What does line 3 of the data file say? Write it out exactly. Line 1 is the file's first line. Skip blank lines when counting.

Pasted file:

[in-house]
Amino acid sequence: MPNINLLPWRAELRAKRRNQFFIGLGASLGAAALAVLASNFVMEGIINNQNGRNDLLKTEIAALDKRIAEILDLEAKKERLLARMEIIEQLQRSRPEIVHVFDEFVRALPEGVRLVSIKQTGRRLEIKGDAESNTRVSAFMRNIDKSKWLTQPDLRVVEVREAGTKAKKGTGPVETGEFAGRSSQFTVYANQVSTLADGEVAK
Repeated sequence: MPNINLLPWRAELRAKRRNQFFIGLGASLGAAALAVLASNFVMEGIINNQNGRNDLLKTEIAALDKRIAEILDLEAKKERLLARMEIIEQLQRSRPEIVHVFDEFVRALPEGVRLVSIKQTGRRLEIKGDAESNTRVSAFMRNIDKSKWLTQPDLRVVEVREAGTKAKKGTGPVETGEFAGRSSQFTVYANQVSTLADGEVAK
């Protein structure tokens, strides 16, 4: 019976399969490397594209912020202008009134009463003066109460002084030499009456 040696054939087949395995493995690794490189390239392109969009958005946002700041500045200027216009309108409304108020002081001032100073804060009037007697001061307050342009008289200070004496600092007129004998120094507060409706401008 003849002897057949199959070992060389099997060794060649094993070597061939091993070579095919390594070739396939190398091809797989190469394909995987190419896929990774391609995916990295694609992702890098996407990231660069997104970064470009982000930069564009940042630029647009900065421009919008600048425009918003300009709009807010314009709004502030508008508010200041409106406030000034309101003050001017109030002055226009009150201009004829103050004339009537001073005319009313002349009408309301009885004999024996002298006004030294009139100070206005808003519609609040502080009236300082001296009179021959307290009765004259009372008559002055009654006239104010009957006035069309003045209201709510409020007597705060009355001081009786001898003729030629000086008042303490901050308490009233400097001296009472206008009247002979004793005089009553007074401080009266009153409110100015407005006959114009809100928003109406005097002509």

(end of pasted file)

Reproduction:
Repeated sequence: MPNINLLPWRAELRAKRRNQFFIGLGASLGAAALAVLASNFVMEGIINNQNGRNDLLKTEIAALDKRIAEILDLEAKKERLLARMEIIEQLQRSRPEIVHVFDEFVRALPEGVRLVSIKQTGRRLEIKGDAESNTRVSAFMRNIDKSKWLTQPDLRVVEVREAGTKAKKGTGPVETGEFAGRSSQFTVYANQVSTLADGEVAK